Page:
As referenced, the red variant is the watch that needed the extra power supply via the external battery pack. Given that the battery back was both external, and tethered to the watch via electronic wiring, it made it a bit difficult to wear on the wrist. The battery pack is your standard fare black rectangular piece of plastic. It has an on-off switch which allows you to power on the countdown function on the red version. The wiring flows from the external pack into the watch through the engraving on the caseback into a small hole. This probably renders the water resistance null, but that doesn’t matter with a watch like this. When you power on the battery pack, the screen fades in to the 00:00 readout.
The blue variant has no external parts, but again, is still heavy. Considering it is a 46mm hunk of stainless steel filled to the brim with batteries, that makes sense. I was able to put this variant on to see how it fit, wire-sfree. As one who is known to downplay the size of a watch and declare it smaller than you might think, that was not the feeling here. These watches are very large. The size does give more surface area for the countdown timer which, as a result, is extremely legible. Not knowing the digital readout’s function or purpose in the film bugs me (mostly because I want to see the movie), but I appreciate the functionality as a novelty all the same. Those who have seen the film will surely have a better understanding.
The strap was very comfortable. For a watch with such heft, the rubber strap was able to secure it to my wrist in such a way as to negate the weight. I appreciated the double stamped pin holes – and frankly, I think it was necessary. Another welcome sight was that the end of the strap did not stick out beyond the watch when on wrist, even though I had it in the last possible position.
Both watches sport the same engraved caseback design, as well as the oversized crown with the engraved “H.” Overall, the watches felt substantial and well made. I know they are not actual military watches in any way, but they do give off that affectation. Wearing these was like wearing an over-engineered G-Shock. Putting the watch on made me feel like I was ready to embark on some form of espionage or covert mission. If only I could figure out how to work the only functional aspect of the watch … the countdown timer.
In terms of functionality, the red model is meant to count up and the blue meant to count down. I will admit, I had some difficulty operating this aspect of the watch, even with the aid of the film’s own production designer walking me through it. The digital display is activated via the crown. There is a click system implemented into it, and depending on how many clicks you give it, a different result is meant to occur. I clicked in a variety of ways, and no matter how I clicked, I was only ever able generate a countdown timer. One click starts the counter, and another lights up the display. Without the backlight, the blue model presents as more of a turquoise blue, but when lit up, it is a deeper, stronger blue. The red is more standard in appearance. If you have ever seen a red digital display (think digital alarm clocks), you get the idea. The main difference is that when the blue is lit up, it lights the entire dial surface, whereas the red lights up just the numerals.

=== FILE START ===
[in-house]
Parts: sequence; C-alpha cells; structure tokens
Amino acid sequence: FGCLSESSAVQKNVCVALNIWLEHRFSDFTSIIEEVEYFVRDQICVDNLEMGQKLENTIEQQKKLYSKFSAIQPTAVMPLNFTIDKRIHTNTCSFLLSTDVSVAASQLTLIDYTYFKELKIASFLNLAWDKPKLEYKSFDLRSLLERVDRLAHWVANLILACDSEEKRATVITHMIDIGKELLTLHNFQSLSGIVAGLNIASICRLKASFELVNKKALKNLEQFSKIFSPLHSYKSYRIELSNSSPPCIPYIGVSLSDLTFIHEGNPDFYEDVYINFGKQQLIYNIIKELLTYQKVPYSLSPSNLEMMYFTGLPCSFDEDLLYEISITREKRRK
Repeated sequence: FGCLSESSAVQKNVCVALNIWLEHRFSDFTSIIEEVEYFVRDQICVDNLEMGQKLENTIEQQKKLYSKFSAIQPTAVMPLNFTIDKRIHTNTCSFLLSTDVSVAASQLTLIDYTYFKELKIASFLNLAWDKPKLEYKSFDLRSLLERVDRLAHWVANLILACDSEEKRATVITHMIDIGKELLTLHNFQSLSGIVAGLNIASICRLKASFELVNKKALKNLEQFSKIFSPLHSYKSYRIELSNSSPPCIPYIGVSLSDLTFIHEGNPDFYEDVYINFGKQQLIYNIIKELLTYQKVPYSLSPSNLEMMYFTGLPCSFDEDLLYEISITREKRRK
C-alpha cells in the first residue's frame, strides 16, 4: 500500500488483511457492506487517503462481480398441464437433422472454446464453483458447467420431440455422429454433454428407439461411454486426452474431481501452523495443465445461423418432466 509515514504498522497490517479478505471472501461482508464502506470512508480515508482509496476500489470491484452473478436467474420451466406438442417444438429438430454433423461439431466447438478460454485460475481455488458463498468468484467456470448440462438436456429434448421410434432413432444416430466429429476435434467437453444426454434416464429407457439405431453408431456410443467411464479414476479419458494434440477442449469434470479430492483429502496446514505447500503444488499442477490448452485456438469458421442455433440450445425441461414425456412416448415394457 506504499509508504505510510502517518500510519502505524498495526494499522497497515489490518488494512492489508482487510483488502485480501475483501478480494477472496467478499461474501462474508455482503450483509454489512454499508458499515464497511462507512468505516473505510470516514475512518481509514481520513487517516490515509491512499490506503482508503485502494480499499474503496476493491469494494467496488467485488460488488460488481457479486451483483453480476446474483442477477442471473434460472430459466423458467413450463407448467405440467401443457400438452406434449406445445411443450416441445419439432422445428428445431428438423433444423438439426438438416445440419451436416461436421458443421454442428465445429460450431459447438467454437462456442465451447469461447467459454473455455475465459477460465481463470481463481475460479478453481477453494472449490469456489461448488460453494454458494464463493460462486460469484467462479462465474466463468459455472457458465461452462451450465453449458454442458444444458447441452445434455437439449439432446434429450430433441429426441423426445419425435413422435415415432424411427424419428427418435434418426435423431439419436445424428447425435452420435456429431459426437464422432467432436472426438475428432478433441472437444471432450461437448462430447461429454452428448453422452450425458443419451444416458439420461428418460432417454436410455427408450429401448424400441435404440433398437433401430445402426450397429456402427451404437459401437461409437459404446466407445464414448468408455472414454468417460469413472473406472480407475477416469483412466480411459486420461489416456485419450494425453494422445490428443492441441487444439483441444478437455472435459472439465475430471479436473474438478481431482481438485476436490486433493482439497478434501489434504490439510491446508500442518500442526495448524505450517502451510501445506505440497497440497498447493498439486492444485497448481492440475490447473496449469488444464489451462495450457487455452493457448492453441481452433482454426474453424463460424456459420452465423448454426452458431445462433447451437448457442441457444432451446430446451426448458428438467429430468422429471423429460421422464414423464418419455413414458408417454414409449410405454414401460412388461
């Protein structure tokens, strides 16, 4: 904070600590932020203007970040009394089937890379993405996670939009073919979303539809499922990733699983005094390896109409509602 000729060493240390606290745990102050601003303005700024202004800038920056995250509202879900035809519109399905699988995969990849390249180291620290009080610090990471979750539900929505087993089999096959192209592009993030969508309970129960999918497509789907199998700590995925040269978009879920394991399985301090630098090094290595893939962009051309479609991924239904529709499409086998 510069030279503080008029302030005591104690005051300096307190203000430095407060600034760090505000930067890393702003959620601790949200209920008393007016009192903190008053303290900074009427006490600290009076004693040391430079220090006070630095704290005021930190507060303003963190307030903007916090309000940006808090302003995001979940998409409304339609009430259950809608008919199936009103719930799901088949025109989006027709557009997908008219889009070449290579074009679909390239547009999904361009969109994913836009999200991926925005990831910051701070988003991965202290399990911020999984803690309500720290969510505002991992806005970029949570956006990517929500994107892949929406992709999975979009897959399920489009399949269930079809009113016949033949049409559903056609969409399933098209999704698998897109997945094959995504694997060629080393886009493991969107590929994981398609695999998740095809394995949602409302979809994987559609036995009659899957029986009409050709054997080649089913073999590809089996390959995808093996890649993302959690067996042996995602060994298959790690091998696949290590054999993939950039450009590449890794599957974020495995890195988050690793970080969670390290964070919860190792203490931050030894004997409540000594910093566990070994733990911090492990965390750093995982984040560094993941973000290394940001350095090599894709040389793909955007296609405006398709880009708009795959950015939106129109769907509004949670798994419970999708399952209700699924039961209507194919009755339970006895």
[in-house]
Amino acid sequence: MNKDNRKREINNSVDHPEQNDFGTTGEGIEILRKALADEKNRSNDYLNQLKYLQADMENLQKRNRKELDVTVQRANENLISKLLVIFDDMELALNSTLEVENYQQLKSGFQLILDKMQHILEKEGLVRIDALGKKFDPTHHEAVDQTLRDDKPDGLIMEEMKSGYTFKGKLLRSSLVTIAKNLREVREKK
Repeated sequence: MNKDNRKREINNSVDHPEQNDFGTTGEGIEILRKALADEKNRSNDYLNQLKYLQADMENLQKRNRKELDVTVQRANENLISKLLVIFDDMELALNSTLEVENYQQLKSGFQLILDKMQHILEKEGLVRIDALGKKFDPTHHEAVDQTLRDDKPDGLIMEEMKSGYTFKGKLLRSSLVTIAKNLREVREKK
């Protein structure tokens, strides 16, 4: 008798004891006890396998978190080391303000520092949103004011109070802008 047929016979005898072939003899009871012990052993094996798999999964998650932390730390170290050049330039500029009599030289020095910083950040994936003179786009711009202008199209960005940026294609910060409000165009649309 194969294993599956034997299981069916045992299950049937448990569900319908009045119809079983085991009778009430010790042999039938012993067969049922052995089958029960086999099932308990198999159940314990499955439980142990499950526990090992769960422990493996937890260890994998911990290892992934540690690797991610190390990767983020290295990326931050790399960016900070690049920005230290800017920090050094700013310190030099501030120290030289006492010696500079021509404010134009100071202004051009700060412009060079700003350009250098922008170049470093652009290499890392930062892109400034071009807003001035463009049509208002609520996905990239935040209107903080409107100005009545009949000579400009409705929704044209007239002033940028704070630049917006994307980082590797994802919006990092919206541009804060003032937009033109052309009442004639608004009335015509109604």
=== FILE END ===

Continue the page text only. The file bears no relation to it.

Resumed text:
On the production, given the differences in the display between the red and blue digital readout, the crew had to bolster both watches’ displays so the cameras could capture them properly. Again, I don’t know what role these countdown/up timers play in the film. Due to the NDA, Crowley could effectively tell me nothing about the film. All I was able to obtain was that the display is an “essential element.” Take that however you’d like.
Overall, these watches were everything I expected them to be: Non-working props, with imperfections that a real watch would (hopefully) never have, but which endear them more to their intended use. I do plan on eventually seeing this film, and will keep my eyes glued to the screen to spot these watches now that I have seen them up close. I find the whole behind-the-scenes world of film fascinating. To that end, these watches – and the stories behind them – did not disappoint.
Editor’s Note: Of course, we all live in different areas, with different rules and regulations for returning to the cinema. If you live somewhere were theaters are back open, and you have seen the film, try to be respectful of those who have not. Let’s refrain from putting spoilers in the comments below.